Indian Foreign Secretary Dr S Jaishankar departed Thursday after a two-day official visit to the Maldives for consultations with his counterpart.
Jaishankar paid a courtesy call on President Abdulla Yameen on Thursday morning, during which the president expressed confidence that the visit would “expedite the implementation of the different areas of cooperation between Maldives and India.”
According to the president’s office, Jaishankar conveyed good wishes from Prime Minister Narendra Modi and “assured that India will continue to assist and collaborate with the Maldives to enhance the ties of friendship and cooperation between the two countries.”
The pair also discussed “opportunities for commercial investments in the Maldives.”
Earlier on Thursday, Jaishankar met with Foreign Minister Dr Mohamed Asim and Foreign Secretary Dr Ali Naseer Mohamed. The two foreign secretaries “reviewed the close friendly relations and cooperation” and discussed ways for further strengthening India-Maldives ties, the foreign ministry said.
Jaishankar’s visit came amidst an intensified crackdown on opposition leaders after a failed bid to impeach the speaker and challenge Yameen’s parliamentary majority.
On Thursday, Jumhooree Party leader Gasim Ibrahim and MP Abdulla Riyaz became the latest high-profile politicians to stand trial on contested charges. The government, however, insists that the police and courts are independent, dismissing allegations of harassing and intimidating opposition leaders.
India’s Minister of State for External Affairs Shri M J Akbar also visited the Maldives in late February as a special envoy of the prime minister.
The external affairs ministry said Akbar “reiterated India’s support for a stable, democratic, peaceful and prosperous Maldives fulfilling the aspirations of its citizens.”
But the president’s office said Akbar praised Yameen “for his leadership, which he asserted is synonymous with peace, stability, and development within the Maldives, and in particular delivering for the development needs of the people.”
Indian media observed that the praise was not reflected in the statement by the external affairs ministry.
The Maldives is the only South Asian neighbour that Modi has yet to visit since assuming office in 2014.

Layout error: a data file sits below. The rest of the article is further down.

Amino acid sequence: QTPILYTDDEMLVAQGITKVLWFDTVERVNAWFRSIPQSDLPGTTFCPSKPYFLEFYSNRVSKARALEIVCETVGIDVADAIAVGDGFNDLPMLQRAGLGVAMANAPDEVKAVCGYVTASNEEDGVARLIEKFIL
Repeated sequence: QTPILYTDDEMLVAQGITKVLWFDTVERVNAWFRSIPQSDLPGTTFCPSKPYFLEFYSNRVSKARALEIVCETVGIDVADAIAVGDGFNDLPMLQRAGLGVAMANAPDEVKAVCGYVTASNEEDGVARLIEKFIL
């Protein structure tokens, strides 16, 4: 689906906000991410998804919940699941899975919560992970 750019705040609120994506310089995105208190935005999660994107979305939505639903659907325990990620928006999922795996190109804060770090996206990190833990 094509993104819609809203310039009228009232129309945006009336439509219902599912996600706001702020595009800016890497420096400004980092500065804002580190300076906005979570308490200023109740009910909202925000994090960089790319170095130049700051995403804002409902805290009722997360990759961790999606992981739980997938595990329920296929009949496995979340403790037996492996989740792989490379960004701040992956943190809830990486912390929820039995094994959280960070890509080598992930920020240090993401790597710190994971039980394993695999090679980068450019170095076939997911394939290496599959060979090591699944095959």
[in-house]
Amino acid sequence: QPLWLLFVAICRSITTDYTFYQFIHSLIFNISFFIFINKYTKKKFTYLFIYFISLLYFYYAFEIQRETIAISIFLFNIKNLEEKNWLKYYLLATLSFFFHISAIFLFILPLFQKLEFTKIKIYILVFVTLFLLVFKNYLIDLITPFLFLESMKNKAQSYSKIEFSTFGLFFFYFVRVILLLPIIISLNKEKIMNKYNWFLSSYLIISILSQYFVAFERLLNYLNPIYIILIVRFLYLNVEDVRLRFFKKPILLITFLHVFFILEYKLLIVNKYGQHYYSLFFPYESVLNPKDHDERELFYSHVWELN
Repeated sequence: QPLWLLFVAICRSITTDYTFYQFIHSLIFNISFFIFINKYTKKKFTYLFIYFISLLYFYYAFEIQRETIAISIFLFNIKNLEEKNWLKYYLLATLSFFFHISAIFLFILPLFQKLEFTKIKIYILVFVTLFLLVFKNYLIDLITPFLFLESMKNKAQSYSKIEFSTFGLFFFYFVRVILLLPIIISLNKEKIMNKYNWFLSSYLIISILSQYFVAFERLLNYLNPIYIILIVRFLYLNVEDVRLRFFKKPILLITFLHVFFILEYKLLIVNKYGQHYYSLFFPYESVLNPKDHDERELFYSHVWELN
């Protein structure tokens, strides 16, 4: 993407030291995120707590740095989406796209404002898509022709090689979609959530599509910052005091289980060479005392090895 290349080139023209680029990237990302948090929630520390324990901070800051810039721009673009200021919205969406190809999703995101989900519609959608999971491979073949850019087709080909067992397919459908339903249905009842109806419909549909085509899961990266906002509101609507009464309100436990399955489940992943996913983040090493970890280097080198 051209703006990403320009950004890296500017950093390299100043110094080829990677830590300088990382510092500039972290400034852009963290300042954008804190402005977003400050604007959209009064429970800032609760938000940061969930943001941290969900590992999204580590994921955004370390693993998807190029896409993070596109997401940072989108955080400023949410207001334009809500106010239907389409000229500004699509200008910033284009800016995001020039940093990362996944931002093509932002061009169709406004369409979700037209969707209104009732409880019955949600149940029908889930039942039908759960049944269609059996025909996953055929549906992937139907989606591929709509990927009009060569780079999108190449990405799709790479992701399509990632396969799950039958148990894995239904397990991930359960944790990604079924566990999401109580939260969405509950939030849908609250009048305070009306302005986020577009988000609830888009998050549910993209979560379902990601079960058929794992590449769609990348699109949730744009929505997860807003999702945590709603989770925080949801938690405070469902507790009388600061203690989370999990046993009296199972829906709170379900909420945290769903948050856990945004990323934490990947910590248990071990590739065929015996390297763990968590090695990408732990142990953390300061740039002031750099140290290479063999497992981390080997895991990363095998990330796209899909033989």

During an official visit in April last year, Yameen meanwhile described India as “the most important friend of the Maldives” and stressed his administration’s ‘India First’ foreign policy.
The Maldives and India also signed a defence action plan and several bilateral agreements during Yameen’s second official visit, which came amidst a lobbying effort to avoid “punitive action” from the Commonwealth over the widely condemned jailing of opposition leaders.
Indian media coverage of Yameen’s visit focused on New Delhi’s concerns over growing Chinese influence in the Maldives, suggesting that the visit marked an attempt to mend strained relations.
China is financing the government’s flagship infrastructure projects such as the expansion of the international airport and a bridge connecting the capital and the airport island.
India-Maldives relations had soured in 2012 after the government’s abrupt termination of an agreement with Indian infrastructure giant GMR to develop the international airport. The Indian government subsequently tightened visa requirements for Maldivians and revoked a special quota for the import of aggregate and river sand.
The restrictions were lifted after Yameen assumed power in November 2013, ending a period of prolonged political turmoil.
But former President Mohamed Nasheed’s jailing in March 2015 appeared to strain relations with Modi dropping the Maldives off his Indian Ocean tour in March.
In a sign of improving ties, Indian External Affairs Minister Sushma Swaraj visited the Maldives in October 2015 and revived a Maldives-India joint commission after a 15-year hiatus.